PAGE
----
MESC becomes enabled by setting one or more environment variables.

In the simplest case, only one variable necessary: MESC_PATH is set to the path of a mesc.json config file.

As described in the quickstart, the mesc.json file is usually created using either 1) the interactive mesc setup command, or 2) copying from a starter template. The quickstart guide also describes how to set environment variables in your terminal shell.

Alternative setup without a mesc.json

Sometimes it is convenient to configure a system without editing any files (e.g. inside a container, or on a network drive, or in a low-privilege environment).

This can be accomplished with MESC by setting the MESC_ENV variable instead of the MESC_PATH variable. MESC_ENV should simply contain the JSON content of a MESC configuration.

If both MESC_PATH and MESC_ENV are set, you can select which one to use by setting MESC_MODE to either PATH or ENV. MESC_PATH takes precedence over MESC_ENV if MESC_MODE is not set.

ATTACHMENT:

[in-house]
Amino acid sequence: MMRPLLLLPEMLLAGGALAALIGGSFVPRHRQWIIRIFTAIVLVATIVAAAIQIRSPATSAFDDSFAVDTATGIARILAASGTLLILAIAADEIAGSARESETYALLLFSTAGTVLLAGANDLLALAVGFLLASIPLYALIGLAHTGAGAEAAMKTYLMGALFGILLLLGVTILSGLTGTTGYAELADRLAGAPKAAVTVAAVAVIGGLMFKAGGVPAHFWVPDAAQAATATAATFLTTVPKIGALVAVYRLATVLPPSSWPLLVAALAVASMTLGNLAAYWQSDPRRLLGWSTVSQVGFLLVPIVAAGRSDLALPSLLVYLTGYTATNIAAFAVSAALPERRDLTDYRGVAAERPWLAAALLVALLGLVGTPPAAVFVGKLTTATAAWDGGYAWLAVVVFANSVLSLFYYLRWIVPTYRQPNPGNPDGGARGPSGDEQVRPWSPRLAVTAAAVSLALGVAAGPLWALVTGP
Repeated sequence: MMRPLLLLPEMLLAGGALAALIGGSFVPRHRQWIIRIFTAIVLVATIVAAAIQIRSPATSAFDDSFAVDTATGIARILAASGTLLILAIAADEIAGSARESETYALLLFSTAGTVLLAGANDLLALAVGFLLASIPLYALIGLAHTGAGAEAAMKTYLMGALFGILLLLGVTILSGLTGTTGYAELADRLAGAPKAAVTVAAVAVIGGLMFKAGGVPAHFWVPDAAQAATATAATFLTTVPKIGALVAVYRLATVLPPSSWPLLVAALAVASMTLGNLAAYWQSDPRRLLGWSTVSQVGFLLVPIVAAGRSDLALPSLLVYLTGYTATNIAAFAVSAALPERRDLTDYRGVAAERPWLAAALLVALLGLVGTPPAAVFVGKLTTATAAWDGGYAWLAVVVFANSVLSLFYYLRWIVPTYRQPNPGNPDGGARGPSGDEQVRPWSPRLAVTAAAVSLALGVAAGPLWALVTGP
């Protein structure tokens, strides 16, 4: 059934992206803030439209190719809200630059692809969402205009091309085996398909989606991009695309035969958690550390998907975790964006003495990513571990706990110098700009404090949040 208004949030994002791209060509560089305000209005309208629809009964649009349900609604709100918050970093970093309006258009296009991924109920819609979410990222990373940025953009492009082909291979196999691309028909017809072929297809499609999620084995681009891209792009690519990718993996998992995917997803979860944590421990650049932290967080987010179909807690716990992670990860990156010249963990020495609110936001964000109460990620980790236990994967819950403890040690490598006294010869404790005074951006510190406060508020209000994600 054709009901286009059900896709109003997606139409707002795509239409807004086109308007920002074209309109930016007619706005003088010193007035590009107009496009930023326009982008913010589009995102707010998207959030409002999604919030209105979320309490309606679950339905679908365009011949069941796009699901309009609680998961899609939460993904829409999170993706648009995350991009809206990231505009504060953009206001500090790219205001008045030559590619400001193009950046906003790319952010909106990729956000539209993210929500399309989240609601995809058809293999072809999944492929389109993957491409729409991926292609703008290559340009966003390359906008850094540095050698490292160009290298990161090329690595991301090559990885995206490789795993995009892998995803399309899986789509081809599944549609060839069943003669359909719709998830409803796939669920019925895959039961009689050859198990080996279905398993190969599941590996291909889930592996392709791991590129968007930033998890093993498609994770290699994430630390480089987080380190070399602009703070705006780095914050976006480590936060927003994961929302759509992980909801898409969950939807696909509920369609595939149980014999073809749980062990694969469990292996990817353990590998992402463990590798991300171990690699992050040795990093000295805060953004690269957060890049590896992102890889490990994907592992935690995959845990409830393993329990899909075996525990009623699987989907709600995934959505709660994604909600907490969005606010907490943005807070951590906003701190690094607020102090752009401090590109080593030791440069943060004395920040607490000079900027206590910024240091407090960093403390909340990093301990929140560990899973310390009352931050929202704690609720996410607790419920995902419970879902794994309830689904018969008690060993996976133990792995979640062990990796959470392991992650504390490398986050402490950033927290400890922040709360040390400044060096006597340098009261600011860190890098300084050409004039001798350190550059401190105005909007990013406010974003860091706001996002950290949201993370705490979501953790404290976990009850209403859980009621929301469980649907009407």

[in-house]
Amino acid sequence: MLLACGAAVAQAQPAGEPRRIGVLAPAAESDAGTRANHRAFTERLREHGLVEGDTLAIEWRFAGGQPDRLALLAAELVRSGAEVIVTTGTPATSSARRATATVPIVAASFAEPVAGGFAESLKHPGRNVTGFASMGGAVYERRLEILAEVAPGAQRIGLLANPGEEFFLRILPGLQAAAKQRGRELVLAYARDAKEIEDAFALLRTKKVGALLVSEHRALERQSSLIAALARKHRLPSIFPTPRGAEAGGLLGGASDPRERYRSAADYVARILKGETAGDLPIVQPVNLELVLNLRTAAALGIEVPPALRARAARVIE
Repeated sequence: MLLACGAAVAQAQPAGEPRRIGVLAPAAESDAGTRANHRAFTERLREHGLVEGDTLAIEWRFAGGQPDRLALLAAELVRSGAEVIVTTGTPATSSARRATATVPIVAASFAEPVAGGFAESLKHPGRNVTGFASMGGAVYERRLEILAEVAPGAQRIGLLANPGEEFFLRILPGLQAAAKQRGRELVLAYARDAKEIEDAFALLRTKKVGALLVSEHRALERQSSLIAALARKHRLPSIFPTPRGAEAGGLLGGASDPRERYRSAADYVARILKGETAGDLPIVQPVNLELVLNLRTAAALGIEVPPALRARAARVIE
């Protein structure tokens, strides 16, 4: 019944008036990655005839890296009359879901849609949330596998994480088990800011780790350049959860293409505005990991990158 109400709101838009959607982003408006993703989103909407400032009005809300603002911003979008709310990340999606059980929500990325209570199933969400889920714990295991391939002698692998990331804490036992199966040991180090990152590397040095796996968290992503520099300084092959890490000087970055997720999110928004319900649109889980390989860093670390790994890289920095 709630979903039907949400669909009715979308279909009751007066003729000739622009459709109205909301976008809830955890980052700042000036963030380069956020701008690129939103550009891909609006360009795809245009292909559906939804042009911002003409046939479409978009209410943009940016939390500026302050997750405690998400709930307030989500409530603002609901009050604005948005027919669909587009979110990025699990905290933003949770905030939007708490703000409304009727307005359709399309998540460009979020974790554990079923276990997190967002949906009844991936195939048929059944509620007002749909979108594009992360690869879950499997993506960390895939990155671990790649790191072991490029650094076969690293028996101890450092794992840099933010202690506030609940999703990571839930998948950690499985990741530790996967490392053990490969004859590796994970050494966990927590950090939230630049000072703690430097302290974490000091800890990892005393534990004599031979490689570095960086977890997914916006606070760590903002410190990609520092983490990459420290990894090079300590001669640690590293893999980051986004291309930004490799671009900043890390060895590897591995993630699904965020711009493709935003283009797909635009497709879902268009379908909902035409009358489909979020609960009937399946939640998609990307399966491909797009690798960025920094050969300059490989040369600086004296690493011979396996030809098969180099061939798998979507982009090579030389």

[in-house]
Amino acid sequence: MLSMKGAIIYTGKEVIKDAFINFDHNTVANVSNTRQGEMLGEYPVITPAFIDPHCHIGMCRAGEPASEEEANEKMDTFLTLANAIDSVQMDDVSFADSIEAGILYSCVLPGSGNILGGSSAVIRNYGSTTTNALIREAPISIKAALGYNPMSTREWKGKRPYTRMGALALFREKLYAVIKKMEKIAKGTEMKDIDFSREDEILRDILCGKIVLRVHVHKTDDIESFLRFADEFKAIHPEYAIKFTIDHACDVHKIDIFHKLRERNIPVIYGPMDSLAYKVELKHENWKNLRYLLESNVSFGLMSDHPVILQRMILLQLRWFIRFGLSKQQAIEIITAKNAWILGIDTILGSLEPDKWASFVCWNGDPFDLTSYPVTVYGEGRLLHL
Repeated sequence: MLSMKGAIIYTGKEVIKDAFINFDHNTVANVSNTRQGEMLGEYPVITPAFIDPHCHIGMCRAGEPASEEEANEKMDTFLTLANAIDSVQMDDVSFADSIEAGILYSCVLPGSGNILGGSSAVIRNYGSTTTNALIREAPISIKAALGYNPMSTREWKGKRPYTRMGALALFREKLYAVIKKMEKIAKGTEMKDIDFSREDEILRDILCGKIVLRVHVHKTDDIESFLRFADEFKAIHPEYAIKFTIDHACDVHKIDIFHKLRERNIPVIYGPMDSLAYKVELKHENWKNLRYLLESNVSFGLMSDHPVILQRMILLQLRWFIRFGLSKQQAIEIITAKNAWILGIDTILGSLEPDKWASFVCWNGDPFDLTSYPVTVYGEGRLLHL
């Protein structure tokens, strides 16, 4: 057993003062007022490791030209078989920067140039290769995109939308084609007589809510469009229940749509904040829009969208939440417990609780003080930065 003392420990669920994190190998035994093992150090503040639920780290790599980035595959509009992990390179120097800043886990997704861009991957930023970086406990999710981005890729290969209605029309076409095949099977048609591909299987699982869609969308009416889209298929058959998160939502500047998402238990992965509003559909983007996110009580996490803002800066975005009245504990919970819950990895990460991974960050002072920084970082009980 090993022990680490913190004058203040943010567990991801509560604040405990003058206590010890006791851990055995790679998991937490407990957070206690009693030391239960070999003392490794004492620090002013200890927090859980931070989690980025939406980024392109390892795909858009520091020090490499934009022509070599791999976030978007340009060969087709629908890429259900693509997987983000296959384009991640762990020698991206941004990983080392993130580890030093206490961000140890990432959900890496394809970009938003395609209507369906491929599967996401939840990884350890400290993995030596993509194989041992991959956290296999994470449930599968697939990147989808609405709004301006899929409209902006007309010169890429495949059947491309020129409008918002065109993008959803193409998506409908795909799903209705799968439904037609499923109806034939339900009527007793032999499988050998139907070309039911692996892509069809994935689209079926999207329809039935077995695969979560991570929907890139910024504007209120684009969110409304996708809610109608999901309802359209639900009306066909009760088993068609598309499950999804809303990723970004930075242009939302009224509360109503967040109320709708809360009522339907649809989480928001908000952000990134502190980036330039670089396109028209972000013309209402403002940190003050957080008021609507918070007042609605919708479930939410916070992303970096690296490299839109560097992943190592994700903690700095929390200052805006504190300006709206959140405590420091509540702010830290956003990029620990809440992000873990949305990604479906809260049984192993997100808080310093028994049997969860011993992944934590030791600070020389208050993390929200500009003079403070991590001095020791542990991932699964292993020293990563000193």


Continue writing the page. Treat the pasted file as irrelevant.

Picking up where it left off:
Disabling MESC

MESC can be disabled by either 1) unsetting all MESC_* variables, or 2) setting MESC_MODE=DISABLED.

If MESC is disabled, the is_mesc_disabled() function will return false and all MESC querying functions will return an error (depending on language).


MESC also uses environment variables for overrides. See the overrides section for details.


Profiles are a way for each tool to customize its own MESC settings.

Profiles allow each tool to:

  • set its own default endpoint
  • set its own default endpoints for each network
  • override global metadata with its own metadata
  • avoid using MESC for that tool without disabling MESC globally

Profiles are an optional feature

If a MESC query does not specify a profile, the global configuration values are used.

If a MESC query specifies a profile, but that profile does not exist or does not specify the relevant information, MESC will fallback to using global configuration values.

Setting up a profile

The easiest way to create a profile is by using the interactive mesc cli tool, using the mesc setup subcommand.